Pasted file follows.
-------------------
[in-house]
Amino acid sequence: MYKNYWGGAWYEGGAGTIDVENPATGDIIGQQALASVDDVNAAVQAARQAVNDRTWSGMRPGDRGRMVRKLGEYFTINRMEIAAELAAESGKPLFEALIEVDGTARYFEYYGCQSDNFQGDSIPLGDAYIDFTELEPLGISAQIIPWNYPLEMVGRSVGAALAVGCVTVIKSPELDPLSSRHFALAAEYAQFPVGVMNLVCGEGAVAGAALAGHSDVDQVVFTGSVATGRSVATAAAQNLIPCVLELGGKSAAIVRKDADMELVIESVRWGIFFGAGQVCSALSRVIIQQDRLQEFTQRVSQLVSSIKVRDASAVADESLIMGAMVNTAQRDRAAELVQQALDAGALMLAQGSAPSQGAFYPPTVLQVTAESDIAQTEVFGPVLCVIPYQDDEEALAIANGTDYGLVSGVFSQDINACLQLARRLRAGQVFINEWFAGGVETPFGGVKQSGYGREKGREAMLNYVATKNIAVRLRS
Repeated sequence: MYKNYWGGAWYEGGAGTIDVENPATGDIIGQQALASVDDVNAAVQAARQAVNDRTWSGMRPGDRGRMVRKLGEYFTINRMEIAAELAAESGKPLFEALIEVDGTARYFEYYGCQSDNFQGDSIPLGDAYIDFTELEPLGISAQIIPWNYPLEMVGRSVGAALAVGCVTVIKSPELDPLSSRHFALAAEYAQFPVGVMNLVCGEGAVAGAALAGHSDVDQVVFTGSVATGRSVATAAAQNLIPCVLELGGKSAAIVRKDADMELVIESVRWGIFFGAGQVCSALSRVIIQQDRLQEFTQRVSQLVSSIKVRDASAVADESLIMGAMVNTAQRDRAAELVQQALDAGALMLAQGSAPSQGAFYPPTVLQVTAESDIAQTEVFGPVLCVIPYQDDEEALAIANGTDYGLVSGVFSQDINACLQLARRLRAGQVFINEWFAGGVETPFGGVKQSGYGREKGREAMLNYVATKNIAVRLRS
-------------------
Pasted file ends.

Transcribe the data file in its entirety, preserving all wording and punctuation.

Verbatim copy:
[in-house]
Amino acid sequence: MYKNYWGGAWYEGGAGTIDVENPATGDIIGQQALASVDDVNAAVQAARQAVNDRTWSGMRPGDRGRMVRKLGEYFTINRMEIAAELAAESGKPLFEALIEVDGTARYFEYYGCQSDNFQGDSIPLGDAYIDFTELEPLGISAQIIPWNYPLEMVGRSVGAALAVGCVTVIKSPELDPLSSRHFALAAEYAQFPVGVMNLVCGEGAVAGAALAGHSDVDQVVFTGSVATGRSVATAAAQNLIPCVLELGGKSAAIVRKDADMELVIESVRWGIFFGAGQVCSALSRVIIQQDRLQEFTQRVSQLVSSIKVRDASAVADESLIMGAMVNTAQRDRAAELVQQALDAGALMLAQGSAPSQGAFYPPTVLQVTAESDIAQTEVFGPVLCVIPYQDDEEALAIANGTDYGLVSGVFSQDINACLQLARRLRAGQVFINEWFAGGVETPFGGVKQSGYGREKGREAMLNYVATKNIAVRLRS
Repeated sequence: MYKNYWGGAWYEGGAGTIDVENPATGDIIGQQALASVDDVNAAVQAARQAVNDRTWSGMRPGDRGRMVRKLGEYFTINRMEIAAELAAESGKPLFEALIEVDGTARYFEYYGCQSDNFQGDSIPLGDAYIDFTELEPLGISAQIIPWNYPLEMVGRSVGAALAVGCVTVIKSPELDPLSSRHFALAAEYAQFPVGVMNLVCGEGAVAGAALAGHSDVDQVVFTGSVATGRSVATAAAQNLIPCVLELGGKSAAIVRKDADMELVIESVRWGIFFGAGQVCSALSRVIIQQDRLQEFTQRVSQLVSSIKVRDASAVADESLIMGAMVNTAQRDRAAELVQQALDAGALMLAQGSAPSQGAFYPPTVLQVTAESDIAQTEVFGPVLCVIPYQDDEEALAIANGTDYGLVSGVFSQDINACLQLARRLRAGQVFINEWFAGGVETPFGGVKQSGYGREKGREAMLNYVATKNIAVRLRS